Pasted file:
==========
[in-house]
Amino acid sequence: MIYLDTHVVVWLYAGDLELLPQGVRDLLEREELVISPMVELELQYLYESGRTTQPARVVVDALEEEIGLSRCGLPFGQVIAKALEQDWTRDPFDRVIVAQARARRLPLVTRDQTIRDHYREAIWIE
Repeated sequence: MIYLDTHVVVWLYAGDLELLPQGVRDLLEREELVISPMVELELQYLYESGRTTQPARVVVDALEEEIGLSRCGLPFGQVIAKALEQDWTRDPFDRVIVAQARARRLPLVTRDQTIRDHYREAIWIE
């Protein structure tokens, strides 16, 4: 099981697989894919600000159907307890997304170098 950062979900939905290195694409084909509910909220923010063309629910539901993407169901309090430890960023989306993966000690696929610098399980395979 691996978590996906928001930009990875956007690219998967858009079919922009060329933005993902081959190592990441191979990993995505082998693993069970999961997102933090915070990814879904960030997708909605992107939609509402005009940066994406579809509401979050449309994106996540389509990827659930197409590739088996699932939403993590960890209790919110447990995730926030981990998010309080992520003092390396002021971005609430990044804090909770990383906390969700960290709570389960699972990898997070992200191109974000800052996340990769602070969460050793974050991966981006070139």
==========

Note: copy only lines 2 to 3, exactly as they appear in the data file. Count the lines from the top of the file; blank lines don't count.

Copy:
Amino acid sequence: MIYLDTHVVVWLYAGDLELLPQGVRDLLEREELVISPMVELELQYLYESGRTTQPARVVVDALEEEIGLSRCGLPFGQVIAKALEQDWTRDPFDRVIVAQARARRLPLVTRDQTIRDHYREAIWIE
Repeated sequence: MIYLDTHVVVWLYAGDLELLPQGVRDLLEREELVISPMVELELQYLYESGRTTQPARVVVDALEEEIGLSRCGLPFGQVIAKALEQDWTRDPFDRVIVAQARARRLPLVTRDQTIRDHYREAIWIE